Beading Cords: An Introduction

Beading Cords: An Introduction

The tradition of tying knots and using beading cords dates back over one hundred thousand years in different cultures. Historically, knotting served both functional and, perhaps more crucially, symbolic and religious functions.

For example, many of the world’s religions have used and utilized knotted prayer beads to aid in memorizing the correct number of prayers or chants required by their respective faiths. In truth, “bead” comes from the Anglo-Saxon biddan (to pray) and Middle English bede (prayer).

Over time, knots were no longer utilized just for ritual or religious purposes but also for personal decoration. For example, pearls, jewels, and other costly beads were strung on a string to keep them from rubbing against one another and prevent their loss if the cord broke. This still holds today. As a result, knotting between beads has become commonplace in the modern world, particularly for pearls.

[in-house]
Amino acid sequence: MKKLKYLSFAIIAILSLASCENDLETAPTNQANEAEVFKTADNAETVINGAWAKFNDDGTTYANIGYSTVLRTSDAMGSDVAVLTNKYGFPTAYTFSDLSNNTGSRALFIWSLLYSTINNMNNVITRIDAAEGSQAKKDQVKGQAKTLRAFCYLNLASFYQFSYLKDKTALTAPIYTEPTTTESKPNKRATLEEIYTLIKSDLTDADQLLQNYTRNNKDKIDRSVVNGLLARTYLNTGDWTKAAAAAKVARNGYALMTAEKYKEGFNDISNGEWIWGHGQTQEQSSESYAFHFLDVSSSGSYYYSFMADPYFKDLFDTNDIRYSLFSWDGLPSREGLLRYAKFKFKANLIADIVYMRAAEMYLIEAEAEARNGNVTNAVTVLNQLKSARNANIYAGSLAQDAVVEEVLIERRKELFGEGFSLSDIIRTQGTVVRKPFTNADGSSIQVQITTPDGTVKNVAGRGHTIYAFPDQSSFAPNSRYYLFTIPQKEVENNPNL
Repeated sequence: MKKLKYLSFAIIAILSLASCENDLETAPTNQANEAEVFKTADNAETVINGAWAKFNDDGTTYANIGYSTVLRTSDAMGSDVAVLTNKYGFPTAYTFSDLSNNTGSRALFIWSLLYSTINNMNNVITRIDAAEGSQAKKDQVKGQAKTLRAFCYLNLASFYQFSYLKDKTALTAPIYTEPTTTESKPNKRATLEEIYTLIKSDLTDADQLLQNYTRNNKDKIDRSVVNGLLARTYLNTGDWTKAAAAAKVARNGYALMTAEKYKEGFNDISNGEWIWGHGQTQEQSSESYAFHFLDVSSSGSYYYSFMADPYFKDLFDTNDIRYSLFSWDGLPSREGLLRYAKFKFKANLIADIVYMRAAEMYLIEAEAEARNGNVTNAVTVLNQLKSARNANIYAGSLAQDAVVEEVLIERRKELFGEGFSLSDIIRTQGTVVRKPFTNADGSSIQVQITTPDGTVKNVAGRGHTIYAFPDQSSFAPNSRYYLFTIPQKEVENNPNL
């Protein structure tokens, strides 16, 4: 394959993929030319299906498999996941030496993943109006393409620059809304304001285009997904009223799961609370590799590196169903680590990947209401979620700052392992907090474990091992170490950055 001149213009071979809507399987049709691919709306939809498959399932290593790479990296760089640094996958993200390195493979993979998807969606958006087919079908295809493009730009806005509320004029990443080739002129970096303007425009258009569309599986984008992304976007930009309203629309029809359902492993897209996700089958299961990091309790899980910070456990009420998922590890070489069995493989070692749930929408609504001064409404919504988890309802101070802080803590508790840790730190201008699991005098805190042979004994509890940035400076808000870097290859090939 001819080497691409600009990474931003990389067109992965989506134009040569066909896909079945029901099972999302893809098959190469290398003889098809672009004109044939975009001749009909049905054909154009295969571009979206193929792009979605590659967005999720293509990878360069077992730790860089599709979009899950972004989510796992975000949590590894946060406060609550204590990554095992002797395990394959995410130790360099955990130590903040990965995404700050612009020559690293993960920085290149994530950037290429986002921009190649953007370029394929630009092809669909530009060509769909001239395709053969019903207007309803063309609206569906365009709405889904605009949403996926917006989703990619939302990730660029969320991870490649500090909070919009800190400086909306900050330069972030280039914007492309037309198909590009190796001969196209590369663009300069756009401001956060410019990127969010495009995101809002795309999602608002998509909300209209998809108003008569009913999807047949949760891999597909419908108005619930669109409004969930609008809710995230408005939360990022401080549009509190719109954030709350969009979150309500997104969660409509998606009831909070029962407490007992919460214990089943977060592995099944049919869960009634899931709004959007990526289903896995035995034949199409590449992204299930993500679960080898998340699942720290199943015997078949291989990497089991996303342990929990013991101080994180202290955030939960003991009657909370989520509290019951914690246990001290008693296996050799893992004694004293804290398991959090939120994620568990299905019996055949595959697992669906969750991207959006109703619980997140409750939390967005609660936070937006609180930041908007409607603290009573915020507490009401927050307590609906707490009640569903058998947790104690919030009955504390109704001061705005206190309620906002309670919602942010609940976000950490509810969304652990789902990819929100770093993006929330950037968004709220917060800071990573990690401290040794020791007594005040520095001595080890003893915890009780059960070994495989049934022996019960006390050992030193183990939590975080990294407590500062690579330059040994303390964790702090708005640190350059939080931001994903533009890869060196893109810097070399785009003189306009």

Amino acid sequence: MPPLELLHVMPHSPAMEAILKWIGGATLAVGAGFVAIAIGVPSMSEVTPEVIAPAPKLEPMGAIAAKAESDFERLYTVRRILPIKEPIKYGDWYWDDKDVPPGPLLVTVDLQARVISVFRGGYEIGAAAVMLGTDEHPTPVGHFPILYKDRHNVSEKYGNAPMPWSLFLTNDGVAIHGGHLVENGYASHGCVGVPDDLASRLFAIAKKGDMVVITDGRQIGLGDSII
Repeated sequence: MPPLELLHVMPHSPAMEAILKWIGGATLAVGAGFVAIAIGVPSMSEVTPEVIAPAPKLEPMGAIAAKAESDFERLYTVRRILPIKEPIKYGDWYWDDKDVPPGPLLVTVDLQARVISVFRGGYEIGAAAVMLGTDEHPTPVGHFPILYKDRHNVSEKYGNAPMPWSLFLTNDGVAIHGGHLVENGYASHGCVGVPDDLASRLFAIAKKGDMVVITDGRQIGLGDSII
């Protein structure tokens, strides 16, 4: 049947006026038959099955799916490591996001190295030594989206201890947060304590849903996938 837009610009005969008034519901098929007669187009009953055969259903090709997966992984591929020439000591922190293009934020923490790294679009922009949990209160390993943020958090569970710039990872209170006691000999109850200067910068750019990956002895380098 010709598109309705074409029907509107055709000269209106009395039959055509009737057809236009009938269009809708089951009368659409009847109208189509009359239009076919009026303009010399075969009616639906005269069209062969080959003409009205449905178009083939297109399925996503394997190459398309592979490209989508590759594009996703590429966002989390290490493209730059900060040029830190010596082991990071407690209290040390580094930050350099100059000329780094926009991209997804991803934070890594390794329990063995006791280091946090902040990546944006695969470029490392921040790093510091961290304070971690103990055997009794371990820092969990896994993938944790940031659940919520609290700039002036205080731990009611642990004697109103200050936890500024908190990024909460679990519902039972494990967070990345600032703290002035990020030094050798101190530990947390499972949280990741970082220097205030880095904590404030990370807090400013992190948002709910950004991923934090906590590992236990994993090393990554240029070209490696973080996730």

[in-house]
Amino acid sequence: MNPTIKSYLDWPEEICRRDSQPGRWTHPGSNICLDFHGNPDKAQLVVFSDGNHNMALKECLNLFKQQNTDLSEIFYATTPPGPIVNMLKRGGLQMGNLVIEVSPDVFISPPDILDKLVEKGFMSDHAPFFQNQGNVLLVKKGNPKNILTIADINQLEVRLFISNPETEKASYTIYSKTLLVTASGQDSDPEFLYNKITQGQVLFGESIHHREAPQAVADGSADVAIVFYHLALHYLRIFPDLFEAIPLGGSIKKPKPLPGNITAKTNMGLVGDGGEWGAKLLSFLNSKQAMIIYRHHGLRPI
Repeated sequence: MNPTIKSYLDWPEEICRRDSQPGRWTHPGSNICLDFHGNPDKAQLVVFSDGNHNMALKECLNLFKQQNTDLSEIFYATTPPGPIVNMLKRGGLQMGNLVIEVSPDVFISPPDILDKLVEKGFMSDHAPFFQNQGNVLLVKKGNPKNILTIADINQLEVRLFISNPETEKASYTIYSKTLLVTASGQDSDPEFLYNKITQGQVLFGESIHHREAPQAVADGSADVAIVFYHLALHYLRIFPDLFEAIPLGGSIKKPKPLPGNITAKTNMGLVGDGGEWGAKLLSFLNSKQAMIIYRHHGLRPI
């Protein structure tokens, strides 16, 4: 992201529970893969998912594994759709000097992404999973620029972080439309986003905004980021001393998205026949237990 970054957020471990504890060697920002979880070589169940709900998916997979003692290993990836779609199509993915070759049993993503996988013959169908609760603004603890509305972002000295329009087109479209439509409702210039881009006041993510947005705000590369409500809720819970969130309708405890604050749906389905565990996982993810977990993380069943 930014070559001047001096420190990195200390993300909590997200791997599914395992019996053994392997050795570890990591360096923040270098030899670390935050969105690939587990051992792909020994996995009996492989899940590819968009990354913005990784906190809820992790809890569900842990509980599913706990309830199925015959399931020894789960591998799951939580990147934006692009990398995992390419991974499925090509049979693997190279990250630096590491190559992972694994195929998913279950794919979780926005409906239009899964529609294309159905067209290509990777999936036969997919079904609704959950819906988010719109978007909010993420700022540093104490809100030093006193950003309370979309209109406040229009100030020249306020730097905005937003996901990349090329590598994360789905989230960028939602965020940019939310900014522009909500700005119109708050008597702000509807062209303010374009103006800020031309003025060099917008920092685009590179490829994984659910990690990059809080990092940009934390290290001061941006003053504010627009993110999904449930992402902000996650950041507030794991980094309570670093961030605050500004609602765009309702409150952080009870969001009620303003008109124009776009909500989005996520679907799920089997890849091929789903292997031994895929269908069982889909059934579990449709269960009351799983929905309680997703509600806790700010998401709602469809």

If you’re interested in mastering beaded jewelry, check out our guides on beaded jewelry design (especially color consideration), preparing for your first bead jewelry project, and beaded necklace construction.

Beading Cords for Knotting

Choosing the ideal knotting cord for a project is a vital first step. In addition to bead hole size, other factors to consider include bead size, bead weight, and personal choice. Beads with tiny holes, such as pearls and expensive gemstones, are most secure when tied on silk or nylon with a small diameter.

Pearls are generally knotted on silk, but knotted leather looks amazing with large-hole pearls. On leather, waxed cotton, linen, satin, or other large-diameter cords, beads with ordinary to big holes look beautiful when knotted. Experiment with different bead and cord combinations to make unique knotted jewelry.